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Marc Herman   photo of Marc Herman  
 





































































































 

Ram Persaud, Mrs. Presaud's pleasant husband, had made clear I was to live cleanly and respectfully above their barbershop: no women, no drugs, no excessive noise. I'd agreed to all these things. But soon an English reporter named Matthew Falloon had somehow started living in the flat with me. Falloon become a neighborhood boy immediately. He was an accomplished guitarist. He played in a rock band in London. He had struck a dubious arrangement with a filmmaker in New York to provide the soundtrack to a movie. But his dreams of musical stardom ended, and he left London for a job covering the crime beat in Georgetown, Guyana. He missed the stage. He could be heard many days caterwauling his latest compositions from the window. His voice carried quite a distance accompanied by his guitar, far down the street, always audible as I returned home from another hopeless run at a government minister's office:

He came in out of the rain, the son of a king!

went one of the songs.

A group of orphans who lived in an abandoned truck along the median liked to stand outside the flat, in the gravel road, listening to Falloon sing. The eldest was a one-armed seventeen year old. He would clap after each song by slapping his remaining hand into his bare chest. He always praised Falloon's talent to me and made requests for songs, usually Top Forty from America. Falloon knew the songs. The boys loved him. We did not invite the boys in, however. They were thieves. Falloon was somewhat guileless about this. He kept singing his presence out the window in a bad neighborhood. After a while, associates of the orphans started mugging him, but they rarely hurt him in the process, because he was well-liked in the neighborhood.

One day I finished climbing the stairs, having been stood up for an appointment at the government statistical office, and found Falloon glum on the sofa. Falloon heard me on the stairs.

"We're in real trouble," he said.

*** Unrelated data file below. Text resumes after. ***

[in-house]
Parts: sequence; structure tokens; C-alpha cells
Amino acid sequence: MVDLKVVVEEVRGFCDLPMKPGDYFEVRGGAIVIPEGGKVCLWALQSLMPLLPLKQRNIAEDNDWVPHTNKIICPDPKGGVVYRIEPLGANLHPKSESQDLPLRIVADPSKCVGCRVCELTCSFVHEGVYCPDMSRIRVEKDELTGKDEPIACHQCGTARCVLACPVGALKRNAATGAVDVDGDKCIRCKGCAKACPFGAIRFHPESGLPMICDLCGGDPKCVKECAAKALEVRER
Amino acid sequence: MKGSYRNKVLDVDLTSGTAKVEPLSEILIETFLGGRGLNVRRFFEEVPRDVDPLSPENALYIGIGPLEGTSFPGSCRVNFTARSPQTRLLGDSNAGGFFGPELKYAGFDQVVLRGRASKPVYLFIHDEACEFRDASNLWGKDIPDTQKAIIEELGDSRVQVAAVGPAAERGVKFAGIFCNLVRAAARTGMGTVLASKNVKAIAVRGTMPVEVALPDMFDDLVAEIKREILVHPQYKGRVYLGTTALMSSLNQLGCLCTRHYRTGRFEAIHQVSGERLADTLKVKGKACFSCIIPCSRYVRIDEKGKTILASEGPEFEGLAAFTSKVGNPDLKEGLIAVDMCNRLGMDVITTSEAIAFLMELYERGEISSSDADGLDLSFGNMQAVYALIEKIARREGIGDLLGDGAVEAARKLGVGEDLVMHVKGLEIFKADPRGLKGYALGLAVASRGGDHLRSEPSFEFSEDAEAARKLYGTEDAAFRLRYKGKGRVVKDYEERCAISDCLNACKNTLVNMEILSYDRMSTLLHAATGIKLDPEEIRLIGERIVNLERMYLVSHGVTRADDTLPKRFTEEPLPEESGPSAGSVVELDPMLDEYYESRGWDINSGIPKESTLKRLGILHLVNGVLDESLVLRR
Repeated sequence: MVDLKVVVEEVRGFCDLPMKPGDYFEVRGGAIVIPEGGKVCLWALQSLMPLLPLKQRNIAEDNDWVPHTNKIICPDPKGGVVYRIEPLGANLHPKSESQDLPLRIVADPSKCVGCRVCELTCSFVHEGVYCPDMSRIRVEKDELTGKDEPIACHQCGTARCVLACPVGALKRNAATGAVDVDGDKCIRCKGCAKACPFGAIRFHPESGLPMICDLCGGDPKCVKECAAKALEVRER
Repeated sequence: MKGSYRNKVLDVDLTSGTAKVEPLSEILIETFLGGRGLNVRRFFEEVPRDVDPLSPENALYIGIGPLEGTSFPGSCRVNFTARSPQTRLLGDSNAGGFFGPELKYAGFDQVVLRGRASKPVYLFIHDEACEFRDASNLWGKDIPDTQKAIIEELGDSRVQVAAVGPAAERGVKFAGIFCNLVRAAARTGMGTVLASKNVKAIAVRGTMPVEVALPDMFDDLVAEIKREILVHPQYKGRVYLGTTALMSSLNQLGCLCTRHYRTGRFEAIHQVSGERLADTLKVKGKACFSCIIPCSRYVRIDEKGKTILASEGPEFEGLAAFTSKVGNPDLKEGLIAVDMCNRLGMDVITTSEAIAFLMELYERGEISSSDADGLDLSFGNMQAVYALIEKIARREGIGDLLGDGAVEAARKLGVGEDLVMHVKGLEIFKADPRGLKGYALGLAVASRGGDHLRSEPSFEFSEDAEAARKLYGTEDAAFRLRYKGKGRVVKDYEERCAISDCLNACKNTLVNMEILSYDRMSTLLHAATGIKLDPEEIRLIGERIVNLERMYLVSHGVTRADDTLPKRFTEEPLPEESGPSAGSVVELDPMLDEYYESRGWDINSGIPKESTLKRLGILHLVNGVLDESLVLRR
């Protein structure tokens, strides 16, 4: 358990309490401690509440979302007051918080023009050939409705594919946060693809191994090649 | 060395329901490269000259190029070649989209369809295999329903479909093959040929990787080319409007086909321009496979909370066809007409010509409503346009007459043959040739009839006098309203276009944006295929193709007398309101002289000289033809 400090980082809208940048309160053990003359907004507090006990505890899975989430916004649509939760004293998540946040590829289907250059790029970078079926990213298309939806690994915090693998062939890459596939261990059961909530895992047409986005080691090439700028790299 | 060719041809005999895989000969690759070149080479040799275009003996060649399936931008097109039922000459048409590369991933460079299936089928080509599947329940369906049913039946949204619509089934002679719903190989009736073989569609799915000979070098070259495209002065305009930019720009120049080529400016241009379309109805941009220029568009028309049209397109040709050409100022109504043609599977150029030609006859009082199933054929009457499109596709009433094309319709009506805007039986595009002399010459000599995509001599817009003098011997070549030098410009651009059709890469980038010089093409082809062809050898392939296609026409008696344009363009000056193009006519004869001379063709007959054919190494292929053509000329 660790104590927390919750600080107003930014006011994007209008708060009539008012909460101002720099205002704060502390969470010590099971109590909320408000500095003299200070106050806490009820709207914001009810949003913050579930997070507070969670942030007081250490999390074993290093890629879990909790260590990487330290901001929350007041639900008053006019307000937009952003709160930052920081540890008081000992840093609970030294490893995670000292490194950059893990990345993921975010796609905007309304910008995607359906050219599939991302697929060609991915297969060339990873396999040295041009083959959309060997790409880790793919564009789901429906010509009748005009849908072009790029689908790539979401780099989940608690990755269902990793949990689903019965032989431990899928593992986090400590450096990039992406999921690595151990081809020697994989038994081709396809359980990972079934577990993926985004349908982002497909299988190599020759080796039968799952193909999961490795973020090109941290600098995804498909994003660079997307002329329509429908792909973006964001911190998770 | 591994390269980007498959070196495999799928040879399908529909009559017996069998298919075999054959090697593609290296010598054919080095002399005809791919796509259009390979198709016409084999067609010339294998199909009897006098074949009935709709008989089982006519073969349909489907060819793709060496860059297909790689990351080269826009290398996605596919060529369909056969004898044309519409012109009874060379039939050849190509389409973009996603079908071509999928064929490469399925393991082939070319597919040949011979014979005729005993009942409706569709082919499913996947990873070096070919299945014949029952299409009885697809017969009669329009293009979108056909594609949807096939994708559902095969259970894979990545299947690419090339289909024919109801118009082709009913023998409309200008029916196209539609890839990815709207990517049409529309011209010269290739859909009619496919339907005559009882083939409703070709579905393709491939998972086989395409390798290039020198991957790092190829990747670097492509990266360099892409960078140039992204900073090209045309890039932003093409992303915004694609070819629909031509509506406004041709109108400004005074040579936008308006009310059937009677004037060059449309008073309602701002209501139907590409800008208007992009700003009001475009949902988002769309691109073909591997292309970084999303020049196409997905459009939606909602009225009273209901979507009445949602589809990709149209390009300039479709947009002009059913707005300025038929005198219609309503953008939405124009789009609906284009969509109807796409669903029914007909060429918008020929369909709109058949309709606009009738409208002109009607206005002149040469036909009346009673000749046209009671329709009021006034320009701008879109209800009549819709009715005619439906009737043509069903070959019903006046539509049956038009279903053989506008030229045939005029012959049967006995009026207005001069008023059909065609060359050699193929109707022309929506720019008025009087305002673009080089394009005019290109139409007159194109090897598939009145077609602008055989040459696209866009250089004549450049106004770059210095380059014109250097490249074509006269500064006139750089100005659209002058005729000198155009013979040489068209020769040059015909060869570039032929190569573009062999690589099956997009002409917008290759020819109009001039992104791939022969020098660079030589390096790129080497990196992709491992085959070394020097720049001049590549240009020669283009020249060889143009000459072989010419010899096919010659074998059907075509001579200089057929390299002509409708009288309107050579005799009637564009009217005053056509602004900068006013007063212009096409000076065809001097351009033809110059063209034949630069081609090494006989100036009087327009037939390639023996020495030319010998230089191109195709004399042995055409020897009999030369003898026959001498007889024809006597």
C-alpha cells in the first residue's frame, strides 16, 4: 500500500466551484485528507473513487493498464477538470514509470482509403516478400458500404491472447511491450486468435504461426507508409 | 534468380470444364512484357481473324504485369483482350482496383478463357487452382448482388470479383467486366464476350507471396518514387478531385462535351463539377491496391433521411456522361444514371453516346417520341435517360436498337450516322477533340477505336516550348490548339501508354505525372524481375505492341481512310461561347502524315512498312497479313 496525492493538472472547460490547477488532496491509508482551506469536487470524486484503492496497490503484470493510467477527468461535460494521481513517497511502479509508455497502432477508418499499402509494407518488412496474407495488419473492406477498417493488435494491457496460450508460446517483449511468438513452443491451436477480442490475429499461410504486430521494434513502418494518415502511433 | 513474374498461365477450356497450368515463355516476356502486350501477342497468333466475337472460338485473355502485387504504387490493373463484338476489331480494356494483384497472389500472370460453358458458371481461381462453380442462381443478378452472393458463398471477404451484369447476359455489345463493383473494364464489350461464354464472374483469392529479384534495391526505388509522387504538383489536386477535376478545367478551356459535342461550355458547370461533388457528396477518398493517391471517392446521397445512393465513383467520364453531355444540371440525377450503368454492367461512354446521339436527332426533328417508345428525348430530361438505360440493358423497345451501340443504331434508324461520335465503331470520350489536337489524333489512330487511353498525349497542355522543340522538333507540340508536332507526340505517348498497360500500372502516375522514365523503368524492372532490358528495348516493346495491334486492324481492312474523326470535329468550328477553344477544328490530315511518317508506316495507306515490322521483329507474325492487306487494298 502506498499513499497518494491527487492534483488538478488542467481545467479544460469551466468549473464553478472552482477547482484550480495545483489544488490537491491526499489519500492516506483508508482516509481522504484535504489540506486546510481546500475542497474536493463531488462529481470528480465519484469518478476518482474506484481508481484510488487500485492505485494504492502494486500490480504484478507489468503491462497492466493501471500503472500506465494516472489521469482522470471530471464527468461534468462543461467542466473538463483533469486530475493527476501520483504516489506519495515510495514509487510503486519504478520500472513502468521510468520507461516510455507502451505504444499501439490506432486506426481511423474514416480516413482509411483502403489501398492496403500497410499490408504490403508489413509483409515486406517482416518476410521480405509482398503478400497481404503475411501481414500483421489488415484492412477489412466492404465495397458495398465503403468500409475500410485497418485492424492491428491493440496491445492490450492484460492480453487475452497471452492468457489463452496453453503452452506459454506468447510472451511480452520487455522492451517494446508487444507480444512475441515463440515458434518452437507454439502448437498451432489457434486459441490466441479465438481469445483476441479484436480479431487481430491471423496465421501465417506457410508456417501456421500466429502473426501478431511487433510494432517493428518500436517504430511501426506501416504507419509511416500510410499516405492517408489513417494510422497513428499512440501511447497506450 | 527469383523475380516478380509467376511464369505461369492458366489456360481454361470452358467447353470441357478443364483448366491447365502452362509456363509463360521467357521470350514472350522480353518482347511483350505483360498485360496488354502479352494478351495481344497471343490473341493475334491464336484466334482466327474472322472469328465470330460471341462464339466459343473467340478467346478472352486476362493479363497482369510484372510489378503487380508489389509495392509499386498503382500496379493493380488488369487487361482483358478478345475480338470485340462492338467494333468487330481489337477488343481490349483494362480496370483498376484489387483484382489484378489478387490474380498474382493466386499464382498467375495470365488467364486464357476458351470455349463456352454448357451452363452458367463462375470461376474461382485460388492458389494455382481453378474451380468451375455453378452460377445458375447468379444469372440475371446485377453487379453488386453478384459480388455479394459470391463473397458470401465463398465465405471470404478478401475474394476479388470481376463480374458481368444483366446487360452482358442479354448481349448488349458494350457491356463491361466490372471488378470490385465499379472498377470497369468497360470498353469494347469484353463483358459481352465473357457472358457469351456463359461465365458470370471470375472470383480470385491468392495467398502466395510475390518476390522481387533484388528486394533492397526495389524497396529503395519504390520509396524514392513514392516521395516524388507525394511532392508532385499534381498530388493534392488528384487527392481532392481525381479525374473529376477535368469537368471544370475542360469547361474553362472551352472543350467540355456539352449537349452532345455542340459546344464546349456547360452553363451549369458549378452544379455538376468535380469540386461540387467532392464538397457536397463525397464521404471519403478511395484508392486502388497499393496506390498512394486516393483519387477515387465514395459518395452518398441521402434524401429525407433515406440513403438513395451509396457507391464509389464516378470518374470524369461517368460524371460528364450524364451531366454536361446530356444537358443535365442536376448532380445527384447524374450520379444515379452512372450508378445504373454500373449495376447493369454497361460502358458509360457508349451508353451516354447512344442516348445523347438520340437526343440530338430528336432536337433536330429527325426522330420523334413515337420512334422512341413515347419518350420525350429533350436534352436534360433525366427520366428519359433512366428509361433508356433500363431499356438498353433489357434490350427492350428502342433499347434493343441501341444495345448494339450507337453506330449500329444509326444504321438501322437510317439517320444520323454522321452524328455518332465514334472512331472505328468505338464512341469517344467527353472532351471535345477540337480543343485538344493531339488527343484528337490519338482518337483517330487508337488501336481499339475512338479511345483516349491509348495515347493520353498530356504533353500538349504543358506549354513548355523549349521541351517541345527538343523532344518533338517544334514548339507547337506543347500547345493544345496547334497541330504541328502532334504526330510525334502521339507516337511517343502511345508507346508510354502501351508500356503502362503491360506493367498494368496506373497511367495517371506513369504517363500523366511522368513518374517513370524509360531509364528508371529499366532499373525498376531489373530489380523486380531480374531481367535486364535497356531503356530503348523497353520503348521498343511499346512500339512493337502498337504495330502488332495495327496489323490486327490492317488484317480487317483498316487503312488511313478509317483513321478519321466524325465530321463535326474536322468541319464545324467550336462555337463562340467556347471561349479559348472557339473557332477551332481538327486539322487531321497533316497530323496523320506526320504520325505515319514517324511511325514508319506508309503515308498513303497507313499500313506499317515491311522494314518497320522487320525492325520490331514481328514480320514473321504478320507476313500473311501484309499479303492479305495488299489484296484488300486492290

I put down my bag and pulled my shirttails out of my pants. Falloon smoked, we drank too much, the music was often loud. I figured Persaud was evicting us already.

"We are?"

"Mandy and I. We're in real trouble."

Amanda was a reporter with a competing newspaper. The two had undertaken a torturous, on-and-off romance. Amanda had gained an impressive degree of control over her new boyfriend's emotions. She had done this with scarce effort: a few smiles, a few flashes of her ambition. I respected this, liked her enormously and enjoyed following the soap opera. I mixed a rum and coke, dropped into a rocking chair beside Falloon and listened to his woes. It seemed Amanda had reacted badly to threats of Falloon leaving town for Barbados.

"You're going to Barbados?"

"Don't know yet, man." He drank more.

It was only going to happen in the event he could make contact with pop star Eddie Grant. This seemed dubious. Falloon lit another cigarette. He had finagled some connection to Grant, he said.

He put his head in one hand and with the other ashed the cigarette. "She's really pissed off this time," he said, and inhaled, flattening the words. I imagined he'd recover, but felt awful for him. He offered more rum.

But it was a Wednesday, so there was no excessive drinking. Wednesday was the day I took an anti-malarial tablet called Larium. I had not taken anti-malarial medication on previous trips. This time a doctor had persuaded me to do so. Europeans distrust Larium but American doctors don't. The Europeans are right. It is an evil medicine that renders people imbeciles. The drug worked perfectly against the mosquito plague but its other effects were distracting — for short stretches debilitating. Two other friends in town and I were taking the drug. We had compared notes. We were each subject to paranoia and hallucinations. We were easily startled, after our weekly pill; there were also the Larium migraines, which felt like an animal gnawing with deliberateness at the back of the skull. It was better than contracting malaria, certainly, the doctor had reasoned. But Wednesdays were nevertheless lost days.